Hibiscus grows back to its mature height from the ground each year.

How to Cut Back Hibiscus to the Ground in the Spring

by Patricia H. Reed

When it comes to hibiscus (Hibiscus spp.), you'll find no mystery to pruning. All species bloom on new wood, so they are pruned in the spring. You also don't need to worry about the type of cut to make and where to snip -- the whole plant is cut back near the ground. Tropical hibiscus (Hibiscus rosa-sinensis) can be grown outdoors year-round in U.S. Department of Agriculture plant hardiness zones 8 to 11, while perennial hibiscus such as rose mallow (Hibiscus moscheutos) are hardy from USDA zones 5 through 10. In areas of those zones that experience freezing temperatures, Mother Nature even does some of the work for you, killing the stems back to the ground every winter.

Spray the blades of your pruning tools down with household antiseptic cleaner, and wipe them dry with paper towels. This cuts the chances of spreading a plant disease or fungus to your hibiscus from another plant you pruned with the tools.

Examine perennial hibiscus and outdoor tropical hibiscus in early spring. Look for buds or swellings near the horizontal leaf scars at the base of the stems on the plants or for coming coming up from the root zone. In any area that's experienced a killing frost, stems may be dark and brittle all the way to the ground. Cold damage kills from the top down. You can often tell where winter dieback ends on a stem by a lightening in color on the wood that is still good or by scratching the bark with your fingernail. If you see green, it is still alive.

Cut each stem back to within 6 inches of the ground. Remove any stems that have died back all the way at the base. Use hand pruners for stems up to 1/2 inch in diameter and loppers for shoots from 1/2 inch to 1 1/2 inches thick.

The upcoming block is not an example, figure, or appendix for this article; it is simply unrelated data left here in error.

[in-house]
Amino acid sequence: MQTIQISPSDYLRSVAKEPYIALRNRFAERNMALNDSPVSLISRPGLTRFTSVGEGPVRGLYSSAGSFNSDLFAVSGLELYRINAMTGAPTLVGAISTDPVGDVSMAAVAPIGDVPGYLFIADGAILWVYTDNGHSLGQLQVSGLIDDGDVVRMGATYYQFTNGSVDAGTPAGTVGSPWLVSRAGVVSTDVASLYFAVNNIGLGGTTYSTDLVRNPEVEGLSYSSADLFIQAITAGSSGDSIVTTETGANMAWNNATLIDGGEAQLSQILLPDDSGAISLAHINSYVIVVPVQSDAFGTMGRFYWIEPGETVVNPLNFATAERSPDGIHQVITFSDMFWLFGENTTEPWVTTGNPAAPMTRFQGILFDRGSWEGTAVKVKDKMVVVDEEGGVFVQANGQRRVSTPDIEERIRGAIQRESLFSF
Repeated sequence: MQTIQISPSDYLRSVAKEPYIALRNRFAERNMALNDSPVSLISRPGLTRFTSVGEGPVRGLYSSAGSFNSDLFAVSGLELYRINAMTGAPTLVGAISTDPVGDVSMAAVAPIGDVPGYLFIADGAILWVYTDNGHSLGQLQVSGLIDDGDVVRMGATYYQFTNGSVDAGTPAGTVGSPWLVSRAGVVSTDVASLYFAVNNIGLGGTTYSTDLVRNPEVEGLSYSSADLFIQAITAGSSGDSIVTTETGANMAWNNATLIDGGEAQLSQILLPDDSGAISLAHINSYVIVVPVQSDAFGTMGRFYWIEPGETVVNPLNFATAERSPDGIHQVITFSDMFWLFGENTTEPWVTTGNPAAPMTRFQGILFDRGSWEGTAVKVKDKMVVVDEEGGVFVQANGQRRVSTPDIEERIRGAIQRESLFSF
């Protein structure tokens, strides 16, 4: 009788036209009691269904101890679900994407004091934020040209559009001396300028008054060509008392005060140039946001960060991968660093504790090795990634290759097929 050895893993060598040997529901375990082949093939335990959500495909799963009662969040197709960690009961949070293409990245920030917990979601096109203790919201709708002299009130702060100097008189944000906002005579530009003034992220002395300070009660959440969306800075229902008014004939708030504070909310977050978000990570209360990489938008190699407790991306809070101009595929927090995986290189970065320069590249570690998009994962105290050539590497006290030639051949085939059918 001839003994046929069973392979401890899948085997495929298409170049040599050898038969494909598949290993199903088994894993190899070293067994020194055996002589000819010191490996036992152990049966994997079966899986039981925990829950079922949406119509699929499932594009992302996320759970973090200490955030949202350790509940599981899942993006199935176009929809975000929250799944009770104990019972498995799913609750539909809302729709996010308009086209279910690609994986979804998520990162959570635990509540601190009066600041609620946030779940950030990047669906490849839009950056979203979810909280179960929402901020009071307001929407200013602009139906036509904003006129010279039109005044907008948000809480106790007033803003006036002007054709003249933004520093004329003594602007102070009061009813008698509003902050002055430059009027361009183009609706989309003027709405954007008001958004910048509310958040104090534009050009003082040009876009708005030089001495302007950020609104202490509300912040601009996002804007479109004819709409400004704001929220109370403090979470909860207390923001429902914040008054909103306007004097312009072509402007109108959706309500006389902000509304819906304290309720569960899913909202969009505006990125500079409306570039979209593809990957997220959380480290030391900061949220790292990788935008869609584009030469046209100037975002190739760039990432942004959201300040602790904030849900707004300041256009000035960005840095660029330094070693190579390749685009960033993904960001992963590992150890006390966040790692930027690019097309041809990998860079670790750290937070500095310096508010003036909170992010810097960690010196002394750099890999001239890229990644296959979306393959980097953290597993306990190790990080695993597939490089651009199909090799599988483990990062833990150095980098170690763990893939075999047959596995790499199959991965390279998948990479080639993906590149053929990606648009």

Remove dead and crowded branches at the base from tropical hibiscus overwintered indoors, and those that stayed outdoors and didn't get hit by frost. Even if these didn't die back, they won't bloom as much if they aren't pruned.

Cut the entire plant back by one-third to one-half, making the cut at a 45-degree angle just above a leaf so the stubs don't show. Cut them to within a few inches of the ground if all of their leaves dropped over winter.

Items you will need

  • Loppers
  • Bypass pruners
  • Household antiseptic cleaner


  • Hibiscus are often the last plants in the garden to show any signs of life, so don't be alarmed if you don't see signs of growth until mid-spring.
  • Cut your hibiscus back by half each time the plant puts on 12 inches of new growth through early summer for a bushier plant with more flowering tips.


  • Hibiscus are considered safe for planting in areas accessible by children and pets.

About the Author

Patricia Hamilton Reed has written professionally since 1987. Reed was editor of the "Grand Ledge Independent" weekly newspaper and a Capitol Hill reporter for the national newsletter "Corporate & Foundation Grants Alert." She has a Bachelor of Arts in journalism from Michigan State University, is an avid gardener and volunteers at her local botanical garden.

Photo Credits

  • Hemera Technologies/Photos.com/Getty Images